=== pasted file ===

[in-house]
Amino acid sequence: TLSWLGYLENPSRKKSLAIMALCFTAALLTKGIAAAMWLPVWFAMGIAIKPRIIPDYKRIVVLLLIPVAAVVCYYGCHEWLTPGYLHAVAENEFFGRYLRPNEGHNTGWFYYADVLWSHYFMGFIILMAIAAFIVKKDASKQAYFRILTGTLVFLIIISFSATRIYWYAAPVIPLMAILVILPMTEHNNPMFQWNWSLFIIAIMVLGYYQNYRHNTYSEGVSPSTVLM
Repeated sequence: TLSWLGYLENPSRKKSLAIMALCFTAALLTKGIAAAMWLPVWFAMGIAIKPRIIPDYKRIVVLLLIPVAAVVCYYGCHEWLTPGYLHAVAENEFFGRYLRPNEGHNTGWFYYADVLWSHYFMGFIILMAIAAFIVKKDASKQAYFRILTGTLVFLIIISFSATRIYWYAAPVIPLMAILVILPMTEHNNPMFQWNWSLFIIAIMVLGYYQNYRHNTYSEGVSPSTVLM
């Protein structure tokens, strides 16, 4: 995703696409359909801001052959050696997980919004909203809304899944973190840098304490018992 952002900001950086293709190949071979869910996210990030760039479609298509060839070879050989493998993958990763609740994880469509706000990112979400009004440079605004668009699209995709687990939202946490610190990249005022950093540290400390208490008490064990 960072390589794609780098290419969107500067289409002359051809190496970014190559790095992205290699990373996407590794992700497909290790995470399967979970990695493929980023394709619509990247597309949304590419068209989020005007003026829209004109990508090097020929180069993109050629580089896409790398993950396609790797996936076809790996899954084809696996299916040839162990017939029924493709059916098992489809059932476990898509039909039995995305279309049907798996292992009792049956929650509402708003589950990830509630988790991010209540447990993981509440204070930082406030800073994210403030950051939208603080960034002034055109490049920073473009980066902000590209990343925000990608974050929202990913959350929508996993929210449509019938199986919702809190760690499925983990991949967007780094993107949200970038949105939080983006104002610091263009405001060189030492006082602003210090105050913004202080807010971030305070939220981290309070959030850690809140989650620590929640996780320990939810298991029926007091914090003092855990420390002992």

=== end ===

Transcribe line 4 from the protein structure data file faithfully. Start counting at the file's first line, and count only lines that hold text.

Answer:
């Protein structure tokens, strides 16, 4: 995703696409359909801001052959050696997980919004909203809304899944973190840098304490018992 952002900001950086293709190949071979869910996210990030760039479609298509060839070879050989493998993958990763609740994880469509706000990112979400009004440079605004668009699209995709687990939202946490610190990249005022950093540290400390208490008490064990 960072390589794609780098290419969107500067289409002359051809190496970014190559790095992205290699990373996407590794992700497909290790995470399967979970990695493929980023394709619509990247597309949304590419068209989020005007003026829209004109990508090097020929180069993109050629580089896409790398993950396609790797996936076809790996899954084809696996299916040839162990017939029924493709059916098992489809059932476990898509039909039995995305279309049907798996292992009792049956929650509402708003589950990830509630988790991010209540447990993981509440204070930082406030800073994210403030950051939208603080960034002034055109490049920073473009980066902000590209990343925000990608974050929202990913959350929508996993929210449509019938199986919702809190760690499925983990991949967007780094993107949200970038949105939080983006104002610091263009405001060189030492006082602003210090105050913004202080807010971030305070939220981290309070959030850690809140989650620590929640996780320990939810298991029926007091914090003092855990420390002992």